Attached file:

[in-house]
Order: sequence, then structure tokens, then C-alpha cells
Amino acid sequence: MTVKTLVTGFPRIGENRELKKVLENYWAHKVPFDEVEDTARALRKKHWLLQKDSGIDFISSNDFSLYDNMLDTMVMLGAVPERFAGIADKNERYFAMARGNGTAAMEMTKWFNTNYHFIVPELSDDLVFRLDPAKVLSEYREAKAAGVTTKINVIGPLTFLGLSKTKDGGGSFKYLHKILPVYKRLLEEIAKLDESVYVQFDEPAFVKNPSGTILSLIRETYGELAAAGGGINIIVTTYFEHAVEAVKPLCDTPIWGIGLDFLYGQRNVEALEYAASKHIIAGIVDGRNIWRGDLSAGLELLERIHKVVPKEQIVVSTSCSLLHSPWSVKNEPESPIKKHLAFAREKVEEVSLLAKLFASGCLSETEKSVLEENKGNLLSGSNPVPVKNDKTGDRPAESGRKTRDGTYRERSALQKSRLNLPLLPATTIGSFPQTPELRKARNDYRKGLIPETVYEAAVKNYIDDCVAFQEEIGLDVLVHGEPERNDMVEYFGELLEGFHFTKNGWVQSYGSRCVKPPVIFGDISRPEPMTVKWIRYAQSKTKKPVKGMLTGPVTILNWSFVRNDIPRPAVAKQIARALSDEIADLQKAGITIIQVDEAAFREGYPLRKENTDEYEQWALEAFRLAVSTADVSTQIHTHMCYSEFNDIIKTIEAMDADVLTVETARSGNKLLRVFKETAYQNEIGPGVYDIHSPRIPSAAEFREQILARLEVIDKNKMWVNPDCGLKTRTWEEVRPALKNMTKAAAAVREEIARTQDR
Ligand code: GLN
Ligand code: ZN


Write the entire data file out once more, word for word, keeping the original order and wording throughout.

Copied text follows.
[in-house]
Order: sequence, then structure tokens, then C-alpha cells
Amino acid sequence: MTVKTLVTGFPRIGENRELKKVLENYWAHKVPFDEVEDTARALRKKHWLLQKDSGIDFISSNDFSLYDNMLDTMVMLGAVPERFAGIADKNERYFAMARGNGTAAMEMTKWFNTNYHFIVPELSDDLVFRLDPAKVLSEYREAKAAGVTTKINVIGPLTFLGLSKTKDGGGSFKYLHKILPVYKRLLEEIAKLDESVYVQFDEPAFVKNPSGTILSLIRETYGELAAAGGGINIIVTTYFEHAVEAVKPLCDTPIWGIGLDFLYGQRNVEALEYAASKHIIAGIVDGRNIWRGDLSAGLELLERIHKVVPKEQIVVSTSCSLLHSPWSVKNEPESPIKKHLAFAREKVEEVSLLAKLFASGCLSETEKSVLEENKGNLLSGSNPVPVKNDKTGDRPAESGRKTRDGTYRERSALQKSRLNLPLLPATTIGSFPQTPELRKARNDYRKGLIPETVYEAAVKNYIDDCVAFQEEIGLDVLVHGEPERNDMVEYFGELLEGFHFTKNGWVQSYGSRCVKPPVIFGDISRPEPMTVKWIRYAQSKTKKPVKGMLTGPVTILNWSFVRNDIPRPAVAKQIARALSDEIADLQKAGITIIQVDEAAFREGYPLRKENTDEYEQWALEAFRLAVSTADVSTQIHTHMCYSEFNDIIKTIEAMDADVLTVETARSGNKLLRVFKETAYQNEIGPGVYDIHSPRIPSAAEFREQILARLEVIDKNKMWVNPDCGLKTRTWEEVRPALKNMTKAAAAVREEIARTQDR
Ligand code: GLN
Ligand code: ZN